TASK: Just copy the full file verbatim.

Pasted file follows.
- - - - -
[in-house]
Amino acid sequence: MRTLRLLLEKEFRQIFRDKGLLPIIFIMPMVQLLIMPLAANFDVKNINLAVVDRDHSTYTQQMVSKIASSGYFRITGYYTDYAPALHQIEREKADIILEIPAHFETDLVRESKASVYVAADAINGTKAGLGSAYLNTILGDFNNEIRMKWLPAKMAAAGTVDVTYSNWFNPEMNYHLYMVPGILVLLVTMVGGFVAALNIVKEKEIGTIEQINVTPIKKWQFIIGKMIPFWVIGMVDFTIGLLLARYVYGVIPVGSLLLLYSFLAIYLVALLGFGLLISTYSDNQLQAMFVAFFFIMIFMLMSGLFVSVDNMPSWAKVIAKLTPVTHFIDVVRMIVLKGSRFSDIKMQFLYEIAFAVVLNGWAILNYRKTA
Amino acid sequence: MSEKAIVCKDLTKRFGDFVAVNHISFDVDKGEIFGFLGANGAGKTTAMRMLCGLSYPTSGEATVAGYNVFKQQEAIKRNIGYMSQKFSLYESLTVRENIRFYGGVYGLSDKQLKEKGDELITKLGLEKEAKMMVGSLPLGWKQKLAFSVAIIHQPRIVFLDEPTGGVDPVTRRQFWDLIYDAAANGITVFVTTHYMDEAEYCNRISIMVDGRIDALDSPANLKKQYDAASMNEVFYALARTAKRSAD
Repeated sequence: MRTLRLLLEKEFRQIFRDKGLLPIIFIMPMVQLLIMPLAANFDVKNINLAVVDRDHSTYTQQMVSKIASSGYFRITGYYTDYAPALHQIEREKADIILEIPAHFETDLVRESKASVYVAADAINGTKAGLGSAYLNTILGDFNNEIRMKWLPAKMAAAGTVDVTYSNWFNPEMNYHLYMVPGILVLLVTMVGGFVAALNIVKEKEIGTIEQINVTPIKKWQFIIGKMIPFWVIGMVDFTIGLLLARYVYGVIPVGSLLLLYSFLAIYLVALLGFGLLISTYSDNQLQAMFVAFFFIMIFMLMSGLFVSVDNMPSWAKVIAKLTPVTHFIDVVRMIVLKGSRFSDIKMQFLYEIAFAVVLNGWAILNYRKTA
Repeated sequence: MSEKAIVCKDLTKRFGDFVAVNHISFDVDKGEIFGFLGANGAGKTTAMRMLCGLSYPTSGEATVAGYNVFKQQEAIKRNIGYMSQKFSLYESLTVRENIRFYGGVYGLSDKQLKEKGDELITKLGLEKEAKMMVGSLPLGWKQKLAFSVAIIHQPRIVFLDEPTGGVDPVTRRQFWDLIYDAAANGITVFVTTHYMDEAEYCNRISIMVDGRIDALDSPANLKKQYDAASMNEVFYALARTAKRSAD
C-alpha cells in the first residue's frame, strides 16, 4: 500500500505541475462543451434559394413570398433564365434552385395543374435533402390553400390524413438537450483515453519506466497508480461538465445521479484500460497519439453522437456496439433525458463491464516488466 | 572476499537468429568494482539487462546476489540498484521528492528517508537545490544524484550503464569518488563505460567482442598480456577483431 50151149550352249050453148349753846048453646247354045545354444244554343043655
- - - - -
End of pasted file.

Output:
[in-house]
Amino acid sequence: MRTLRLLLEKEFRQIFRDKGLLPIIFIMPMVQLLIMPLAANFDVKNINLAVVDRDHSTYTQQMVSKIASSGYFRITGYYTDYAPALHQIEREKADIILEIPAHFETDLVRESKASVYVAADAINGTKAGLGSAYLNTILGDFNNEIRMKWLPAKMAAAGTVDVTYSNWFNPEMNYHLYMVPGILVLLVTMVGGFVAALNIVKEKEIGTIEQINVTPIKKWQFIIGKMIPFWVIGMVDFTIGLLLARYVYGVIPVGSLLLLYSFLAIYLVALLGFGLLISTYSDNQLQAMFVAFFFIMIFMLMSGLFVSVDNMPSWAKVIAKLTPVTHFIDVVRMIVLKGSRFSDIKMQFLYEIAFAVVLNGWAILNYRKTA
Amino acid sequence: MSEKAIVCKDLTKRFGDFVAVNHISFDVDKGEIFGFLGANGAGKTTAMRMLCGLSYPTSGEATVAGYNVFKQQEAIKRNIGYMSQKFSLYESLTVRENIRFYGGVYGLSDKQLKEKGDELITKLGLEKEAKMMVGSLPLGWKQKLAFSVAIIHQPRIVFLDEPTGGVDPVTRRQFWDLIYDAAANGITVFVTTHYMDEAEYCNRISIMVDGRIDALDSPANLKKQYDAASMNEVFYALARTAKRSAD
Repeated sequence: MRTLRLLLEKEFRQIFRDKGLLPIIFIMPMVQLLIMPLAANFDVKNINLAVVDRDHSTYTQQMVSKIASSGYFRITGYYTDYAPALHQIEREKADIILEIPAHFETDLVRESKASVYVAADAINGTKAGLGSAYLNTILGDFNNEIRMKWLPAKMAAAGTVDVTYSNWFNPEMNYHLYMVPGILVLLVTMVGGFVAALNIVKEKEIGTIEQINVTPIKKWQFIIGKMIPFWVIGMVDFTIGLLLARYVYGVIPVGSLLLLYSFLAIYLVALLGFGLLISTYSDNQLQAMFVAFFFIMIFMLMSGLFVSVDNMPSWAKVIAKLTPVTHFIDVVRMIVLKGSRFSDIKMQFLYEIAFAVVLNGWAILNYRKTA
Repeated sequence: MSEKAIVCKDLTKRFGDFVAVNHISFDVDKGEIFGFLGANGAGKTTAMRMLCGLSYPTSGEATVAGYNVFKQQEAIKRNIGYMSQKFSLYESLTVRENIRFYGGVYGLSDKQLKEKGDELITKLGLEKEAKMMVGSLPLGWKQKLAFSVAIIHQPRIVFLDEPTGGVDPVTRRQFWDLIYDAAANGITVFVTTHYMDEAEYCNRISIMVDGRIDALDSPANLKKQYDAASMNEVFYALARTAKRSAD
C-alpha cells in the first residue's frame, strides 16, 4: 500500500505541475462543451434559394413570398433564365434552385395543374435533402390553400390524413438537450483515453519506466497508480461538465445521479484500460497519439453522437456496439433525458463491464516488466 | 572476499537468429568494482539487462546476489540498484521528492528517508537545490544524484550503464569518488563505460567482442598480456577483431 50151149550352249050453148349753846048453646247354045545354444244554343043655